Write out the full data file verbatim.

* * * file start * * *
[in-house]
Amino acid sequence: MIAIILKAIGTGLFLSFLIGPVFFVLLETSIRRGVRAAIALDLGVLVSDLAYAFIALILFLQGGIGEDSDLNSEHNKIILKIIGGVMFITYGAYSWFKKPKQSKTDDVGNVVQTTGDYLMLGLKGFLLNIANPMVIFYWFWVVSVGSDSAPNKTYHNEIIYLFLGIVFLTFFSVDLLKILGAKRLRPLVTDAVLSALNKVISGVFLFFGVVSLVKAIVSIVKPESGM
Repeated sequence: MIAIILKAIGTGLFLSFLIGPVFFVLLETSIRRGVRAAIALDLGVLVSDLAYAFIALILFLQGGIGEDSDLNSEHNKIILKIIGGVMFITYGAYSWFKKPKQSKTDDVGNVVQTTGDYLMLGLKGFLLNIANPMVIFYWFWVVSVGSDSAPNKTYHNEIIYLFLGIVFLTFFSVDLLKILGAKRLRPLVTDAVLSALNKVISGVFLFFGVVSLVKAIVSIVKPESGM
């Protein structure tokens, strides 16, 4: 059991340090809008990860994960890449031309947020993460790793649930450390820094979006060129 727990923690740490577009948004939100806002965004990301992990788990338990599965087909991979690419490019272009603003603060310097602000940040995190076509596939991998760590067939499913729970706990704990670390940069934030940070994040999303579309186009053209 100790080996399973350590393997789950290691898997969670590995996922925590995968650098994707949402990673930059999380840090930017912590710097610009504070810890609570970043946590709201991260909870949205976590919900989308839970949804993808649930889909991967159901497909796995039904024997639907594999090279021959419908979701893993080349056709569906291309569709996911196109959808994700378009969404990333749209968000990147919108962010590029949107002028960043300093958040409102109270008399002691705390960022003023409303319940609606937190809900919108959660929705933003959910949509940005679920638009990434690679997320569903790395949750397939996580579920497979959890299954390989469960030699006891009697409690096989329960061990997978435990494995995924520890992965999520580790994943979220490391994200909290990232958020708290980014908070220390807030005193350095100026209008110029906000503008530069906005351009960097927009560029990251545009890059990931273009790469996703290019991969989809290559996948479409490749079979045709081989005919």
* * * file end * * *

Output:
[in-house]
Amino acid sequence: MIAIILKAIGTGLFLSFLIGPVFFVLLETSIRRGVRAAIALDLGVLVSDLAYAFIALILFLQGGIGEDSDLNSEHNKIILKIIGGVMFITYGAYSWFKKPKQSKTDDVGNVVQTTGDYLMLGLKGFLLNIANPMVIFYWFWVVSVGSDSAPNKTYHNEIIYLFLGIVFLTFFSVDLLKILGAKRLRPLVTDAVLSALNKVISGVFLFFGVVSLVKAIVSIVKPESGM
Repeated sequence: MIAIILKAIGTGLFLSFLIGPVFFVLLETSIRRGVRAAIALDLGVLVSDLAYAFIALILFLQGGIGEDSDLNSEHNKIILKIIGGVMFITYGAYSWFKKPKQSKTDDVGNVVQTTGDYLMLGLKGFLLNIANPMVIFYWFWVVSVGSDSAPNKTYHNEIIYLFLGIVFLTFFSVDLLKILGAKRLRPLVTDAVLSALNKVISGVFLFFGVVSLVKAIVSIVKPESGM
């Protein structure tokens, strides 16, 4: 059991340090809008990860994960890449031309947020993460790793649930450390820094979006060129 727990923690740490577009948004939100806002965004990301992990788990338990599965087909991979690419490019272009603003603060310097602000940040995190076509596939991998760590067939499913729970706990704990670390940069934030940070994040999303579309186009053209 100790080996399973350590393997789950290691898997969670590995996922925590995968650098994707949402990673930059999380840090930017912590710097610009504070810890609570970043946590709201991260909870949205976590919900989308839970949804993808649930889909991967159901497909796995039904024997639907594999090279021959419908979701893993080349056709569906291309569709996911196109959808994700378009969404990333749209968000990147919108962010590029949107002028960043300093958040409102109270008399002691705390960022003023409303319940609606937190809900919108959660929705933003959910949509940005679920638009990434690679997320569903790395949750397939996580579920497979959890299954390989469960030699006891009697409690096989329960061990997978435990494995995924520890992965999520580790994943979220490391994200909290990232958020708290980014908070220390807030005193350095100026209008110029906000503008530069906005351009960097927009560029990251545009890059990931273009790469996703290019991969989809290559996948479409490749079979045709081989005919």